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I've been ;ooking at these on line and wondered what the difference was,,
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One's a larger aperture, it's f1.4 - the other is smaller at f1.8.
Not a lot - in real terms.
Certainly when looking at the Nikkor specs for the 50mm versions, the f1.8 has the better performance at the edges when wide open and the overall performance is as good as the f1.4 - but costs considerably less than the f1.4.
There's also a huge difference in price and in the case of the 85mm, the f1.4 is a lot heavier.
Some folks simply must have the greatest kit and so wouldn't be seen dead using the f1.8. Some even choose Canon so that they can go one step further and have the f1.2, paying a small fortune for the extra half-stop.
Few snappers actually need their lenses to have very wide aperture. Anyone who's thinking of an upgrade should look at the EXIF data for their pix and count up the occasions that their present lens has been used wide open.
Some photographers can benefit from the really wide lenses just as some cyclists really do need to spend 5 or 6 figures on their bikes. But this is when they want Gold rather than Silver!
I have just bought the f1.8G and it is superb, lightning fast, sharp and gives superb OOF background, all for a shade over 200 quid a worthwhile investment.
Gentle men thanks very much for your informed feed back.I have just borrowed the 1;8 D,I'll have a play tomorrow,,
I have the 50mm f/1.8D and it is, without any doubt whatsoever, the sharpest lens in my bag. But you really only see the difference on HUGE enlargements.
With my FM2N I used the 50mm f/1.4 AIS non-AF lens which was also razor sharp and I used it on the digital bodies if I REALLY needed the extra stop of speed. But as the high-ISO performance of Nikon's dSLRs improved, the need for that extra stop became less and less.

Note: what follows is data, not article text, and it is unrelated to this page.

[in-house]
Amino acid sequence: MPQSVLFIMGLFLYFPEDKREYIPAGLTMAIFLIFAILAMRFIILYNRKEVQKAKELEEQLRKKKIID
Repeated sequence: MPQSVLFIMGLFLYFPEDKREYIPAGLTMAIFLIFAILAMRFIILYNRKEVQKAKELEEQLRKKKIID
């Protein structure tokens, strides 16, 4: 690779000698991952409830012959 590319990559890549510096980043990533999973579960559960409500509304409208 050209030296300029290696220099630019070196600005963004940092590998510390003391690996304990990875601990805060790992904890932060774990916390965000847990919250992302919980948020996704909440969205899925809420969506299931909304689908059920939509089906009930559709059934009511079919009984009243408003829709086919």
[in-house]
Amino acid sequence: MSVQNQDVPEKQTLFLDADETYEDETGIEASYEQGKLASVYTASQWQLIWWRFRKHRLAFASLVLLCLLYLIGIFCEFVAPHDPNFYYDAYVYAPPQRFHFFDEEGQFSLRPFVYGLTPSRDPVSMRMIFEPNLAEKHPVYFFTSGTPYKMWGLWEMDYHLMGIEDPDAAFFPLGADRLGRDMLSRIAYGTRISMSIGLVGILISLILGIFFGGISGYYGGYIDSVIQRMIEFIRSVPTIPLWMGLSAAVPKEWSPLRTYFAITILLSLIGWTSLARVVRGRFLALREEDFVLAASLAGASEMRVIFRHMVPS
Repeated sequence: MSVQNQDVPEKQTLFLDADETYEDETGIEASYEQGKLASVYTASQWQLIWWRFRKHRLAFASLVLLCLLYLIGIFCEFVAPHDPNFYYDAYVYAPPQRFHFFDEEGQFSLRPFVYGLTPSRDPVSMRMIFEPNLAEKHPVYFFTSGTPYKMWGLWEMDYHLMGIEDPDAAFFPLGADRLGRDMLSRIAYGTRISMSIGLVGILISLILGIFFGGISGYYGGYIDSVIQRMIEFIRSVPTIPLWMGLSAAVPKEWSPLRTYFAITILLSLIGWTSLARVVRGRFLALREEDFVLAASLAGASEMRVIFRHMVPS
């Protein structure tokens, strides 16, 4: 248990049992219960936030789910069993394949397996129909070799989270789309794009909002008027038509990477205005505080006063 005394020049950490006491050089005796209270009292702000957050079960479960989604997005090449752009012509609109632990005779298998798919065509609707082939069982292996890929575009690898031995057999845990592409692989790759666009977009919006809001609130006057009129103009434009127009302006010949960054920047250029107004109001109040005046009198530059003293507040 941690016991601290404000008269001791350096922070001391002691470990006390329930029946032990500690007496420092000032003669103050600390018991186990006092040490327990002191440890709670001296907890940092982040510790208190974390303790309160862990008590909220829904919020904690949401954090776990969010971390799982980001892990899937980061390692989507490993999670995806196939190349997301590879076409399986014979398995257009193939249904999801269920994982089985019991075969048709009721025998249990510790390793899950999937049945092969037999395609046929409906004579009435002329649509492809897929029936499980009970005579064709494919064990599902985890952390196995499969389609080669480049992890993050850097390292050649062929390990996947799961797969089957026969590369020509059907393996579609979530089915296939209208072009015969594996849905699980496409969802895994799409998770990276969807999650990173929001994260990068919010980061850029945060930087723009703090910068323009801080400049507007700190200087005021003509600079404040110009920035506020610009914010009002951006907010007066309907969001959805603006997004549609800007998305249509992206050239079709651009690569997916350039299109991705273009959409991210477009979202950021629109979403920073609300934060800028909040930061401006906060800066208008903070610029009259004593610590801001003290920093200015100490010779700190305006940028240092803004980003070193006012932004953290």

You will still get the f/1.8D for well under £100 and it has the advantage of retaining an aperture ring which the new G version lacks (handy, for example, if you are using a reversing ring for macro). The AF may be a smidgeon slower than the G but, unless that is a real issue, save yourself a £100 with the D compared to the G or £200+ compared to an f/1.4.
I would add that if bokeh is high on your priority list, it might be worth checking that out. With Canon, that is the big difference between the 2 comparable lenses, imo.
You'll find the incidence in technical problems increases quite sharply between a 50mm f/1.8 and an f/1.4 lens, which is worth considering before purchase.
Factors such as focusing screen accuracy, your camera's focusing accuracy, focus shift, and longitudinal chromatic aberration come into play - the latter being extremely difficult to correct compared to the lateral chromatic aberration that most of us are used to.
I have a Sigma 50mm f/1.4, with which I have a love/hate relationship. It's capable of stunning quality, but occasionally I've been tripped up by it and ended up with totally unusable results.
Quote: You'll find the incidence in technical problems increases quite sharply between a 50mm f/1.8 and an f/1.4 lens, which is worth considering before purchase.
Quote: I have a Sigma 50mm f/1.4, with which I have a love/hate relationship. It's capable of stunning quality, but occasionally I've been tripped up by it and ended up with totally unusable results.
Lot of 'credence' there then Aiden! ...
As a guide with 50mm lenses an f1.8 is best at minimum focus, and an f1.4 has a wider aperture.
With Nikon the 50mm f1.4 D also has better build quality than the 50mm f1.8 D.
At longer focus distances between about f4 and f16 optical quality is so close as to be considered equal.
Some of the above mentioned problems I wont even cop on to untill someone says,,,see what happened there,,thats because of,,,,,then I'll go thought as much,,haha,,
Thanks again,,I'll post one or two so you can point it all out to me,,
Quote: Lot of 'credence' there then Aiden! ...
Do you mean to discredit me, Mike?
I tend to only learn by my mistakes, which are numerous.
The Sigma is well-liked for its smooth rendering of defocused backgrounds, which is a look either loved or hated, but it was my primary reason for buying the lens. Certainly the results are very different to my f/1.8, which I nevertheless still use and hold in high regard.
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